Lung infection ups risk of death in patients with severe alcohol-related hepatitis

06 Aug 2022
Lung infection ups risk of death in patients with severe alcohol-related hepatitis

Patients with severe alcohol-related hepatitis (AH) are likely to develop lung infection, which influences mortality at admission and after steroid initiation, a study has shown.

A team of investigators examined all patients admitted for severe AH between 2020 and 2022. They carried out a systematic screening for infection at admission, which was then renewed in the case of clinical suspicion.

Of the 614 patients (mean age 49.9 years, 60.4 percent men, median model for end-stage liver disease [MELD] 25.2, bilirubin 18.1 mg/dL), 202 (32.9 percent) had infections at admission (73 lung infections).

Multivariate analysis revealed the following factors associated with lung infection at admission: MELD score (p=0.0002), encephalopathy (p=0.006), and tobacco exposure (past vs never smokers: p=0.002; active vs past smokers: p=0.005).

In addition, MELD score (p=0.05), encephalopathy (p=0.003), and especially lung infection (p<0.0001) independently correlated with death before steroid initiation. Patients with a lung infection, therefore, had a lower probability of receiving steroids than those with other infections and with noninfected patients (54.8 percent vs 88.4 percent vs 98.1 percent; p<0.0001).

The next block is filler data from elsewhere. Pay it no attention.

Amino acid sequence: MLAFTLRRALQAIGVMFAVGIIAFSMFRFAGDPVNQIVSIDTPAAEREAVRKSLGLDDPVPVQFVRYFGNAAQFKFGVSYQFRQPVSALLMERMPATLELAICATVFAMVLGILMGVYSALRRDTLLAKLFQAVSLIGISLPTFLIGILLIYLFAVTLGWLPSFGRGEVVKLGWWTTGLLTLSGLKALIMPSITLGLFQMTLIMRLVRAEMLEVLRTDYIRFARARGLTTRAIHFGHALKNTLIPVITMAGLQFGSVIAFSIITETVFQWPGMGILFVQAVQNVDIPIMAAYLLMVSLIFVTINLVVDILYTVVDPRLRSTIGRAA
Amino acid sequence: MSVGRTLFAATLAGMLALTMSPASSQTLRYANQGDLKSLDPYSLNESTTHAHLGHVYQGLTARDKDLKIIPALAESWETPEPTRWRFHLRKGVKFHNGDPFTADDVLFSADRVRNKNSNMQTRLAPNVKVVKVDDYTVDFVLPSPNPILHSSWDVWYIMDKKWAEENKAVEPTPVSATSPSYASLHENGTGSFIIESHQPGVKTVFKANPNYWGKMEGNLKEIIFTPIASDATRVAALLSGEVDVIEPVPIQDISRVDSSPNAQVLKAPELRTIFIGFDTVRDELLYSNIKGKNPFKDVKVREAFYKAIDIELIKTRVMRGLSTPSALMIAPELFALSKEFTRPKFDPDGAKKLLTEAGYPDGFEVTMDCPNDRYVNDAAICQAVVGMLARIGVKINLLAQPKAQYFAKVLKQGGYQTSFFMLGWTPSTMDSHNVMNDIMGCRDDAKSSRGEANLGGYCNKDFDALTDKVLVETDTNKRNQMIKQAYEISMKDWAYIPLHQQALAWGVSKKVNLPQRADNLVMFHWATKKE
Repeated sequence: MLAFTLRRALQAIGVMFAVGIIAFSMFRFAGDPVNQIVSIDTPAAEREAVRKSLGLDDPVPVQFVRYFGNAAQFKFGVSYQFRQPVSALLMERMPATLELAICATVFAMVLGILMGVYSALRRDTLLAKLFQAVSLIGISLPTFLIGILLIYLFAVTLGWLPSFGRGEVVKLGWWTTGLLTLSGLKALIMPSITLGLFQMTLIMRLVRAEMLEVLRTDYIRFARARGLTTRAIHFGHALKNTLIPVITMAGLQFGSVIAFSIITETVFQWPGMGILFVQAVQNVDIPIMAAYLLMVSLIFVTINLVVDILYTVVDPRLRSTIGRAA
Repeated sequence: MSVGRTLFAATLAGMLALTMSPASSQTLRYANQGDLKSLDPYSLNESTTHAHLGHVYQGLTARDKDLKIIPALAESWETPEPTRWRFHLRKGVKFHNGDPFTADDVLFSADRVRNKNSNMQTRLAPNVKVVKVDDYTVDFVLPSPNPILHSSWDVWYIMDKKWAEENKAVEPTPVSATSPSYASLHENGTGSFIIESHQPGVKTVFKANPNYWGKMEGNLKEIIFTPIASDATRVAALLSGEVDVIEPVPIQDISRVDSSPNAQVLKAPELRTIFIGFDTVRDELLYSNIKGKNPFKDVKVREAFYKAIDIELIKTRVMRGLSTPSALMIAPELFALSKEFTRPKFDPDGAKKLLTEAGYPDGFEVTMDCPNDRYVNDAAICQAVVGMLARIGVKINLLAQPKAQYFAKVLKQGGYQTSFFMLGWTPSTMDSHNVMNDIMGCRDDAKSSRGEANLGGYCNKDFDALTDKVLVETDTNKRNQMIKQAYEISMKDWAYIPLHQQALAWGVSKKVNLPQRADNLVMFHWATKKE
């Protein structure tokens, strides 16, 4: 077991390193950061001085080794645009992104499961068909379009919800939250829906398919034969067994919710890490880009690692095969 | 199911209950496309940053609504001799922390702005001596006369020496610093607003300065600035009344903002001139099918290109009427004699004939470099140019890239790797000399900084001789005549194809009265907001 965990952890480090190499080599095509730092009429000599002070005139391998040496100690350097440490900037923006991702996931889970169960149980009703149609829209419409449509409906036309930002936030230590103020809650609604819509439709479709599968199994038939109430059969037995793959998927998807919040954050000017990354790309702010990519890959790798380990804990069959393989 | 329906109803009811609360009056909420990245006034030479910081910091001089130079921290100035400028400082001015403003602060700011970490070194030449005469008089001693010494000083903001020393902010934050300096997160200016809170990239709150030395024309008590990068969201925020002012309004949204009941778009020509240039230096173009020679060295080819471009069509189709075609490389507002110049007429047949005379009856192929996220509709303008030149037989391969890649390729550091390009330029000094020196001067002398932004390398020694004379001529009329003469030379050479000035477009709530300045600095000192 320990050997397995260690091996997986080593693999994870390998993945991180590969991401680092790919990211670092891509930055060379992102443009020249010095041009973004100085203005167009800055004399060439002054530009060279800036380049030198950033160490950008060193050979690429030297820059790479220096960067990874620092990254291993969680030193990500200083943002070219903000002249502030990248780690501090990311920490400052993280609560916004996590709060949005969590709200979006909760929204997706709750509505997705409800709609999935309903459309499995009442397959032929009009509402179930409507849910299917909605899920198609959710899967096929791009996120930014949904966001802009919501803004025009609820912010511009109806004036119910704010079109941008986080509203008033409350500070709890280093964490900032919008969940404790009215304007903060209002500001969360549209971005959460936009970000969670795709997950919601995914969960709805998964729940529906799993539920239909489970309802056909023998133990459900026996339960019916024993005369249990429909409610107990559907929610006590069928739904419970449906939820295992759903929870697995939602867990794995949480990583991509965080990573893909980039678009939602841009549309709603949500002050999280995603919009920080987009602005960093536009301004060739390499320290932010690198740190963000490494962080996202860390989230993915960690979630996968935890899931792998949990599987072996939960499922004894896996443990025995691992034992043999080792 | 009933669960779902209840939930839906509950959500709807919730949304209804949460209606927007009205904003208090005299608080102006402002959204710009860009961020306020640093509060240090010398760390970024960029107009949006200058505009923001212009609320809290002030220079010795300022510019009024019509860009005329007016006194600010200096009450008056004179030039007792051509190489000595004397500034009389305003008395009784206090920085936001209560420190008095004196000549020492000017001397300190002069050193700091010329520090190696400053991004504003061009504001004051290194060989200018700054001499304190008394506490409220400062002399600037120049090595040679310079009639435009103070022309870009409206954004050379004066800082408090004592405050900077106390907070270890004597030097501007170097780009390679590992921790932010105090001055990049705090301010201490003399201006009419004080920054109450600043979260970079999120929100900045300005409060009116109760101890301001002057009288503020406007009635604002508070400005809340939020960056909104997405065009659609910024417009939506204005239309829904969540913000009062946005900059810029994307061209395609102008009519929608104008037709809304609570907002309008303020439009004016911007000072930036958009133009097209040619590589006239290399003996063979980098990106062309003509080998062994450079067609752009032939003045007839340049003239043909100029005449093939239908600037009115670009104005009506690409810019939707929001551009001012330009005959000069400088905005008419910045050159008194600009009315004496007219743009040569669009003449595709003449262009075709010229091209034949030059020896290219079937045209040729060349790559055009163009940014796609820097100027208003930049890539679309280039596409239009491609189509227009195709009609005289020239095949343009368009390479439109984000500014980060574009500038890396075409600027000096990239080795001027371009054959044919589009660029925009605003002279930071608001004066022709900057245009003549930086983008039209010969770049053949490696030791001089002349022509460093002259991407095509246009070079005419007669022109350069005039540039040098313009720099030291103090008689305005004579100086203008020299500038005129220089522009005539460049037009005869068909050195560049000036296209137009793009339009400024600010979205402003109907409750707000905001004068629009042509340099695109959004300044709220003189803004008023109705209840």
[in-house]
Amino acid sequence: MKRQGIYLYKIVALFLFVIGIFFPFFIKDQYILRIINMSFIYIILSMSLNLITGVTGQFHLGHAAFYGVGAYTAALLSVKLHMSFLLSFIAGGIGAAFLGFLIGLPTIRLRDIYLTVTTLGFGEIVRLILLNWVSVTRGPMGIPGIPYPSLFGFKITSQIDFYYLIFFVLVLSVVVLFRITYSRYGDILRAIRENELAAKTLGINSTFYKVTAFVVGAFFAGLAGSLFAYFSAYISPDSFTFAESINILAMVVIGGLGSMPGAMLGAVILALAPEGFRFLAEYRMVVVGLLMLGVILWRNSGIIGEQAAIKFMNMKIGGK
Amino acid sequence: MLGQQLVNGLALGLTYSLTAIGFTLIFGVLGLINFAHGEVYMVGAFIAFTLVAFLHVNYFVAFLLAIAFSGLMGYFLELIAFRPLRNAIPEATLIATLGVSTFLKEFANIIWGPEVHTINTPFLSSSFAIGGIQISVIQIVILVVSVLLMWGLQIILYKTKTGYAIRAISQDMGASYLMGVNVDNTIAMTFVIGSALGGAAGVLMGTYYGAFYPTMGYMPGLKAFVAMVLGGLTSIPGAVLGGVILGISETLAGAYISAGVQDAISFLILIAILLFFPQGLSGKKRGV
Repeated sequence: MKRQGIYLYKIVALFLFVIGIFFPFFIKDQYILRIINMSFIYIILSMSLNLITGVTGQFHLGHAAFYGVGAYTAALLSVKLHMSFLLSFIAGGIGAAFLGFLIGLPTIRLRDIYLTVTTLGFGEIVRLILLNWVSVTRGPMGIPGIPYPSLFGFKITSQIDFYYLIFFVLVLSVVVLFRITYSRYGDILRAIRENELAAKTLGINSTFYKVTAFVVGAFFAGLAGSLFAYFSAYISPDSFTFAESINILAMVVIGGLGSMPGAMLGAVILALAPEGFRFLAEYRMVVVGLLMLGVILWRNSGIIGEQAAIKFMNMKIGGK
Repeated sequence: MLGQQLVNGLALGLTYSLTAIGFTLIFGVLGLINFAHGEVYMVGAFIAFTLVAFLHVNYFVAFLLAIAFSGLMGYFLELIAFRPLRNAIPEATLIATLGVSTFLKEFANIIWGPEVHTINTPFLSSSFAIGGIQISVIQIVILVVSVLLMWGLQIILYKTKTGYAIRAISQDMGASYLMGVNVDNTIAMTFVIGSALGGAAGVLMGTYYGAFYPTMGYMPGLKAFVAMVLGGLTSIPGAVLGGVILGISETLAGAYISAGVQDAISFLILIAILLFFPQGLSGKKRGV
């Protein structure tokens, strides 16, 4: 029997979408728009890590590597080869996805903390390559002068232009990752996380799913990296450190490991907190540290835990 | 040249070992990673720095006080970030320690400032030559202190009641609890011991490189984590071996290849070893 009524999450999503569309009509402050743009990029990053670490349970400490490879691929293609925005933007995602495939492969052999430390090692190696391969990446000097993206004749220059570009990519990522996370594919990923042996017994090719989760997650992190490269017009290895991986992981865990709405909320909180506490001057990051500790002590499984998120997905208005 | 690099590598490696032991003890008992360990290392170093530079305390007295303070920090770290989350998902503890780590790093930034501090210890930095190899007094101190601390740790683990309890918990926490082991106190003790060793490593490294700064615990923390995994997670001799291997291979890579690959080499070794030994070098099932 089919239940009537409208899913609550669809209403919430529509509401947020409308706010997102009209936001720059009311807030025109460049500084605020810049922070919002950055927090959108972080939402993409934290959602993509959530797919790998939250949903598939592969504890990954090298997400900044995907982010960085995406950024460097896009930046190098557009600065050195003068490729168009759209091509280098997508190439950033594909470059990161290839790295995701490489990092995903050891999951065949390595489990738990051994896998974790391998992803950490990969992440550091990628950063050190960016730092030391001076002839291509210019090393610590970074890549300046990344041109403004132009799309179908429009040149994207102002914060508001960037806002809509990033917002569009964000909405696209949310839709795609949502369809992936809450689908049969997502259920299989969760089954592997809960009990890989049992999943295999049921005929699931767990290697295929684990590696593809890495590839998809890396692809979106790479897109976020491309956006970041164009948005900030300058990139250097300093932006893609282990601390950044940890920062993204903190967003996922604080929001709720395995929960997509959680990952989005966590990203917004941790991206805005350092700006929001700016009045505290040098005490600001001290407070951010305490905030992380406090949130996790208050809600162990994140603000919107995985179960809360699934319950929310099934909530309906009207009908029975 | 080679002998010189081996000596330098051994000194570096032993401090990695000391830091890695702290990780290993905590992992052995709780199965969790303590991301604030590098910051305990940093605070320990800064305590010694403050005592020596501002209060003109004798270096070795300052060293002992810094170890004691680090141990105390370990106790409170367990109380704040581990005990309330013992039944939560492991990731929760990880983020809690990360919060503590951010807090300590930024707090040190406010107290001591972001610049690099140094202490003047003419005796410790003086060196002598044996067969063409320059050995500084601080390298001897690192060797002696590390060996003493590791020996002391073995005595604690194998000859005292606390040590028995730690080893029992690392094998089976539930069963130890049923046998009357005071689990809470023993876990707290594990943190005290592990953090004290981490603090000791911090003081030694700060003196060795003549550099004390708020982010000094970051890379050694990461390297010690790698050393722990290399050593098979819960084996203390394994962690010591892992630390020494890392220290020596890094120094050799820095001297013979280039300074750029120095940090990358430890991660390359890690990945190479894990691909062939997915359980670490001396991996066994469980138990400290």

Some 146 patients who received corticosteroids developed an infection, including pneumonia in 57 (39.04 percent). Nonresponders to steroids (Lille score ≥0.45) had a higher risk of respiratory and nonrespiratory infections than responders (13 percent vs 7.6 percent; p=0.03 and 27.9 percent vs 10.6 percent; p<0.001, respectively).

Furthermore, the following factors independently correlated with 3-month mortality after steroid initiation: lung infection (p=0.004), nonresponse to steroids (p<0.0001), MELD score (p=0.0003), ascites (p=0.003), and encephalopathy (p=0.018). Of note, nonrespiratory infection was not associated with death (p=0.91).

“These results emphasize the need for specific management of lung infection during the course of AH,” the investigators said.

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